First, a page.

The Illinois Appellate Court for the First District modified and answered the certified questions in addition to remanding a lawsuit back to the Circuit Court of Cook County. On Oct. 4, 2013, Drew Williams, who played on the Lane Tech High School’s football team, “violently collided” with a teammate during a game. The collision came during the first quarter of the game. Drew, although shaken, was not assessed with concussive brain trauma and continued to play. During the fourth quarter, he showed signs of a concussion. It was later diagnosed that the blows to the head resulted in numerous brain bleeds, which rendered him disabled.
The parents of Drew — Jodine and Christopher Williams — filed a lawsuit against Athletico Ltd. Athletico is a private company that was under contract with the Chicago Public Schools to assign and maintain an adequate staff of competent personnel who were “fully equipped, licensed . . . and qualified to provide on-site injury care and evaluation in all matters pertaining to the health and well-being of the athletes.”
The Williams family claimed that Athletico was negligent in failing to assess their son. The head trauma or the concussion was the gist of their lawsuit. The Williamses also named Accelerated Rehabilitation Centers Ltd., the predecessor to Athletico, a company also under contract to provide athletic training of trainer services to Lane Tech students during football games and to evaluate and treat injuries during football games. The trainer assigned to the game was also named as a party defendant.
The issue came before the Cook County circuit court as to whether the Williamses were required to attach a health professional’s report to their complaint under the Code of Civil Procedure, Section 622 (735 ILCS 5/2-622), which governs “healing arts malpractice.”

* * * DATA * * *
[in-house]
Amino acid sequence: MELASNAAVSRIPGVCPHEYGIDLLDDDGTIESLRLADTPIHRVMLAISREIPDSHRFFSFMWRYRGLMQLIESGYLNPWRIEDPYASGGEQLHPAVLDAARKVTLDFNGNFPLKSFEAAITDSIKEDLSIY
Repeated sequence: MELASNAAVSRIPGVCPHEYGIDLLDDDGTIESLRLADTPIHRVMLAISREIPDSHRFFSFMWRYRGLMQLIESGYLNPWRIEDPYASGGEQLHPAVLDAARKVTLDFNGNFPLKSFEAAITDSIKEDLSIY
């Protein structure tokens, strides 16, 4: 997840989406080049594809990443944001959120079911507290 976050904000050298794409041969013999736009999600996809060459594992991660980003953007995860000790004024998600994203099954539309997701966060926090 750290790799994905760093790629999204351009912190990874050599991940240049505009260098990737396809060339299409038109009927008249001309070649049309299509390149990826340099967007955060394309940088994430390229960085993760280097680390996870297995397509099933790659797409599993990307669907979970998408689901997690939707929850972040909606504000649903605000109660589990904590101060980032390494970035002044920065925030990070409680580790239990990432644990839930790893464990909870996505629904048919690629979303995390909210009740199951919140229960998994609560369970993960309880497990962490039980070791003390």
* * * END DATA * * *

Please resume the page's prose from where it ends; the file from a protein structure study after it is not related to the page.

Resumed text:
Both parties formulated versions of the questions of law and rather than choose between them, the Circuit Court judge certified them both for appeal, along with the question of whether the health professional must be in the same profession and possess the same class of license as the defendants.
The three questions suggested to the appellate court as to whether this case should fall under Section 622. The first one was the question of whether Drew should have been assessed or evaluated by someone with sufficient medical judgment. The negligence allegations of the complaint were “analogous to a medical negligence claim alleging a failure to diagnose.”
In addition, the fact that the athletic trainer had undergone state certification under an Illinois statute that laid down a standard of care for the profession, and that a standard of care, as well as the violation of that standard had to be established, argued for the requirement of a health professional’s report.
The appellate court also answered the question in the negative as to whether the health professional must share a profession and license class with the defendant, stating that he or she must be licensed by a physician to practice medicine and is otherwise qualified to give such opinions. The appellate court therefore sent the case back with instructions to allow the Williams family the opportunity to refile the complaint with a health professional’s report attached.
Jodine Williams, et al. v. Athletico, Ltd., et al., 2017 IL App (1st) 161902.
Kreisman Law Offices has been handling medical negligence lawsuits, birth trauma injury cases, nursing home abuse, nursing negligence lawsuits and hospital negligence cases for individuals, loved ones and families who have been harmed, injured or died as a result of the carelessness or negligence of a medical provider for more than 40 years in and around Chicago, Cook County and its surrounding areas, including Prospect Heights, Morton Grove, Niles, Skokie, Evanston, Wilmette, Winnetka, Waukegan, Glencoe, Kenilworth, Naperville, New Lenox, Lemont, Long Grove, River Forest, Oak Forest, Oak Lawn, Forest Park, Crestwood, Worth, Alsip and Vernon Hills, Ill.
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